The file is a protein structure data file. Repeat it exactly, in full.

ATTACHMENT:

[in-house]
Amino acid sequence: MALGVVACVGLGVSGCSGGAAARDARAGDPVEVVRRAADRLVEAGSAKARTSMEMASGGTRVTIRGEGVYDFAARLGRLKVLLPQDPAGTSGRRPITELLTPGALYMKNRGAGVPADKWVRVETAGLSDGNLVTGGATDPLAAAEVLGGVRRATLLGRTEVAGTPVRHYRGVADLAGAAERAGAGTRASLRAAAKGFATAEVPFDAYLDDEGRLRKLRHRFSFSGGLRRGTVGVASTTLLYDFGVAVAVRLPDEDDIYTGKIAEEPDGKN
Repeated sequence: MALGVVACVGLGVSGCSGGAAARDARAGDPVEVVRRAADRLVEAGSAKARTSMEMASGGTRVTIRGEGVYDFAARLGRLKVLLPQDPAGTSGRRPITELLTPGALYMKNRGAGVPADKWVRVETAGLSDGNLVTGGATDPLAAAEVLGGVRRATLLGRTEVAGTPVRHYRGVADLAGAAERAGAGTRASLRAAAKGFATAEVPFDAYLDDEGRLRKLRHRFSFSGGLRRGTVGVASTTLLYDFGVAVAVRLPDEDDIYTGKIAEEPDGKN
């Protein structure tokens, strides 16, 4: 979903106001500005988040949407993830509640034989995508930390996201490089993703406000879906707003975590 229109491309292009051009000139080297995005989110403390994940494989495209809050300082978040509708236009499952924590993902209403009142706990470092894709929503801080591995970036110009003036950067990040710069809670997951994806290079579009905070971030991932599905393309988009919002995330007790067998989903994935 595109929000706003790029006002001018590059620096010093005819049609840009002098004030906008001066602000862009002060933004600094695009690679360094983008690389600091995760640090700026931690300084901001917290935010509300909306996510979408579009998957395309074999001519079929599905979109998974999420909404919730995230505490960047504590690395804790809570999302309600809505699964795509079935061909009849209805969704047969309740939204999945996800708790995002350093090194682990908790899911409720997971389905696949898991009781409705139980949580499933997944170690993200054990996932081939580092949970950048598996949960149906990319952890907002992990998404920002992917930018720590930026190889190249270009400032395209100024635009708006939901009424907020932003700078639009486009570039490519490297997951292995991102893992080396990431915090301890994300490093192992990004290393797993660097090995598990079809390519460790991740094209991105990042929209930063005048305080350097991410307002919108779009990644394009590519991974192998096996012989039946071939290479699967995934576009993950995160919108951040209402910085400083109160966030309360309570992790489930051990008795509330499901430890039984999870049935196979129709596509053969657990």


[in-house]
Amino acid sequence: MALGVVACVGLGVSGCSGGAAARDARAGDPVEVVRRAADRLVEAGSAKARTSMEMASGGTRVTIRGEGVYDFAARLGRLKVLLPQDPAGTSGRRPITELLTPGALYMKNRGAGVPADKWVRVETAGLSDGNLVTGGATDPLAAAEVLGGVRRATLLGRTEVAGTPVRHYRGVADLAGAAERAGAGTRASLRAAAKGFATAEVPFDAYLDDEGRLRKLRHRFSFSGGLRRGTVGVASTTLLYDFGVAVAVRLPDEDDIYTGKIAEEPDGKN
Repeated sequence: MALGVVACVGLGVSGCSGGAAARDARAGDPVEVVRRAADRLVEAGSAKARTSMEMASGGTRVTIRGEGVYDFAARLGRLKVLLPQDPAGTSGRRPITELLTPGALYMKNRGAGVPADKWVRVETAGLSDGNLVTGGATDPLAAAEVLGGVRRATLLGRTEVAGTPVRHYRGVADLAGAAERAGAGTRASLRAAAKGFATAEVPFDAYLDDEGRLRKLRHRFSFSGGLRRGTVGVASTTLLYDFGVAVAVRLPDEDDIYTGKIAEEPDGKN
């Protein structure tokens, strides 16, 4: 979903106001500005988040949407993830509640034989995508930390996201490089993703406000879906707003975590 229109491309292009051009000139080297995005989110403390994940494989495209809050300082978040509708236009499952924590993902209403009142706990470092894709929503801080591995970036110009003036950067990040710069809670997951994806290079579009905070971030991932599905393309988009919002995330007790067998989903994935 595109929000706003790029006002001018590059620096010093005819049609840009002098004030906008001066602000862009002060933004600094695009690679360094983008690389600091995760640090700026931690300084901001917290935010509300909306996510979408579009998957395309074999001519079929599905979109998974999420909404919730995230505490960047504590690395804790809570999302309600809505699964795509079935061909009849209805969704047969309740939204999945996800708790995002350093090194682990908790899911409720997971389905696949898991009781409705139980949580499933997944170690993200054990996932081939580092949970950048598996949960149906990319952890907002992990998404920002992917930018720590930026190889190249270009400032395209100024635009708006939901009424907020932003700078639009486009570039490519490297997951292995991102893992080396990431915090301890994300490093192992990004290393797993660097090995598990079809390519460790991740094209991105990042929209930063005048305080350097991410307002919108779009990644394009590519991974192998096996012989039946071939290479699967995934576009993950995160919108951040209402910085400083109160966030309360309570992790489930051990008795509330499901430890039984999870049935196979129709596509053969657990």